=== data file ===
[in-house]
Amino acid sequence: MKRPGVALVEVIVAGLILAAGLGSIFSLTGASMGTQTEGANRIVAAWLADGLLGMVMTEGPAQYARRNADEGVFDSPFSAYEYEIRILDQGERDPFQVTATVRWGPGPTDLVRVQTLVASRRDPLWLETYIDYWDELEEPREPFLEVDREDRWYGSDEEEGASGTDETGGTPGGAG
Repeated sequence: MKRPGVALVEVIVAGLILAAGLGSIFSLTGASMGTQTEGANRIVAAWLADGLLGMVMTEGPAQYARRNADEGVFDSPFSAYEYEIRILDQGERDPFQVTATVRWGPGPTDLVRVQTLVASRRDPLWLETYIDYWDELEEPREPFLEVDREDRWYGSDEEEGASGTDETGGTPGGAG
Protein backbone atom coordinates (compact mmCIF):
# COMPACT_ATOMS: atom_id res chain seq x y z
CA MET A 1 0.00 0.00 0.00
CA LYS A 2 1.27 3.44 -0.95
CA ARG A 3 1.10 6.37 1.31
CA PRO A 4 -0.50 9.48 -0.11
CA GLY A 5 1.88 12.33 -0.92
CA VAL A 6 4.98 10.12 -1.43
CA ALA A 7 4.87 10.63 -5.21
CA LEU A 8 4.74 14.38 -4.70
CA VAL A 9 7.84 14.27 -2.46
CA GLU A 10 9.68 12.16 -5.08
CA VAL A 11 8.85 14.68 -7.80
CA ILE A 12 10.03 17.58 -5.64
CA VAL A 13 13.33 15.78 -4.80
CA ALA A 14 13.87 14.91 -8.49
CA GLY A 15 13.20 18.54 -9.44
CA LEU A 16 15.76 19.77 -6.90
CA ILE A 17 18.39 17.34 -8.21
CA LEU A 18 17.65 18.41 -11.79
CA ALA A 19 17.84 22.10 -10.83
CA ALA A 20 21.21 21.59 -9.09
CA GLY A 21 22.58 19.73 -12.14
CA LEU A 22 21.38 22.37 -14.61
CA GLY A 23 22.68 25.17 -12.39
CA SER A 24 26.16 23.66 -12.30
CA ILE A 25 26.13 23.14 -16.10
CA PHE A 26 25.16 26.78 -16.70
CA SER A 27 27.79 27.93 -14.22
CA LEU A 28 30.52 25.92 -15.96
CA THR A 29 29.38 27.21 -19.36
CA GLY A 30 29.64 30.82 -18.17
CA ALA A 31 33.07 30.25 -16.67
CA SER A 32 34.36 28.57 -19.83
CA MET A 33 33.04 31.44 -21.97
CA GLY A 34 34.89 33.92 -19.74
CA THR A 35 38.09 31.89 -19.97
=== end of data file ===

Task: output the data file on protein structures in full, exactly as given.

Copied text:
[in-house]
Amino acid sequence: MKRPGVALVEVIVAGLILAAGLGSIFSLTGASMGTQTEGANRIVAAWLADGLLGMVMTEGPAQYARRNADEGVFDSPFSAYEYEIRILDQGERDPFQVTATVRWGPGPTDLVRVQTLVASRRDPLWLETYIDYWDELEEPREPFLEVDREDRWYGSDEEEGASGTDETGGTPGGAG
Repeated sequence: MKRPGVALVEVIVAGLILAAGLGSIFSLTGASMGTQTEGANRIVAAWLADGLLGMVMTEGPAQYARRNADEGVFDSPFSAYEYEIRILDQGERDPFQVTATVRWGPGPTDLVRVQTLVASRRDPLWLETYIDYWDELEEPREPFLEVDREDRWYGSDEEEGASGTDETGGTPGGAG
Protein backbone atom coordinates (compact mmCIF):
# COMPACT_ATOMS: atom_id res chain seq x y z
CA MET A 1 0.00 0.00 0.00
CA LYS A 2 1.27 3.44 -0.95
CA ARG A 3 1.10 6.37 1.31
CA PRO A 4 -0.50 9.48 -0.11
CA GLY A 5 1.88 12.33 -0.92
CA VAL A 6 4.98 10.12 -1.43
CA ALA A 7 4.87 10.63 -5.21
CA LEU A 8 4.74 14.38 -4.70
CA VAL A 9 7.84 14.27 -2.46
CA GLU A 10 9.68 12.16 -5.08
CA VAL A 11 8.85 14.68 -7.80
CA ILE A 12 10.03 17.58 -5.64
CA VAL A 13 13.33 15.78 -4.80
CA ALA A 14 13.87 14.91 -8.49
CA GLY A 15 13.20 18.54 -9.44
CA LEU A 16 15.76 19.77 -6.90
CA ILE A 17 18.39 17.34 -8.21
CA LEU A 18 17.65 18.41 -11.79
CA ALA A 19 17.84 22.10 -10.83
CA ALA A 20 21.21 21.59 -9.09
CA GLY A 21 22.58 19.73 -12.14
CA LEU A 22 21.38 22.37 -14.61
CA GLY A 23 22.68 25.17 -12.39
CA SER A 24 26.16 23.66 -12.30
CA ILE A 25 26.13 23.14 -16.10
CA PHE A 26 25.16 26.78 -16.70
CA SER A 27 27.79 27.93 -14.22
CA LEU A 28 30.52 25.92 -15.96
CA THR A 29 29.38 27.21 -19.36
CA GLY A 30 29.64 30.82 -18.17
CA ALA A 31 33.07 30.25 -16.67
CA SER A 32 34.36 28.57 -19.83
CA MET A 33 33.04 31.44 -21.97
CA GLY A 34 34.89 33.92 -19.74
CA THR A 35 38.09 31.89 -19.97